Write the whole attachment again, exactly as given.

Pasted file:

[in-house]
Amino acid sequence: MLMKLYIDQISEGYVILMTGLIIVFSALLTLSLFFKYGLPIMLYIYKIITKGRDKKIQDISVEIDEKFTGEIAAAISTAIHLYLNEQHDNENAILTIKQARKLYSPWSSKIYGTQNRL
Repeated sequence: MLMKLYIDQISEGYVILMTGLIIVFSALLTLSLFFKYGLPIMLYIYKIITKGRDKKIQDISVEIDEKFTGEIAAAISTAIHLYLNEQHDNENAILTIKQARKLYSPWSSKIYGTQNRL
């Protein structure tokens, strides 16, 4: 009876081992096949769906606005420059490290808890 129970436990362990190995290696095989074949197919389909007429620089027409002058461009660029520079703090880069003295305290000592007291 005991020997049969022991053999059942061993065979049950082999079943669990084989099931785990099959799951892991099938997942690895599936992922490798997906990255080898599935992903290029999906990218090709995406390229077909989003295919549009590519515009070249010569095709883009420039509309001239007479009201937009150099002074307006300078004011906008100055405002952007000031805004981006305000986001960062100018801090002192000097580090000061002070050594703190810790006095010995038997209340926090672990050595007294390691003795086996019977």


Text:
[in-house]
Amino acid sequence: MLMKLYIDQISEGYVILMTGLIIVFSALLTLSLFFKYGLPIMLYIYKIITKGRDKKIQDISVEIDEKFTGEIAAAISTAIHLYLNEQHDNENAILTIKQARKLYSPWSSKIYGTQNRL
Repeated sequence: MLMKLYIDQISEGYVILMTGLIIVFSALLTLSLFFKYGLPIMLYIYKIITKGRDKKIQDISVEIDEKFTGEIAAAISTAIHLYLNEQHDNENAILTIKQARKLYSPWSSKIYGTQNRL
């Protein structure tokens, strides 16, 4: 009876081992096949769906606005420059490290808890 129970436990362990190995290696095989074949197919389909007429620089027409002058461009660029520079703090880069003295305290000592007291 005991020997049969022991053999059942061993065979049950082999079943669990084989099931785990099959799951892991099938997942690895599936992922490798997906990255080898599935992903290029999906990218090709995406390229077909989003295919549009590519515009070249010569095709883009420039509309001239007479009201937009150099002074307006300078004011906008100055405002952007000031805004981006305000986001960062100018801090002192000097580090000061002070050594703190810790006095010995038997209340926090672990050595007294390691003795086996019977």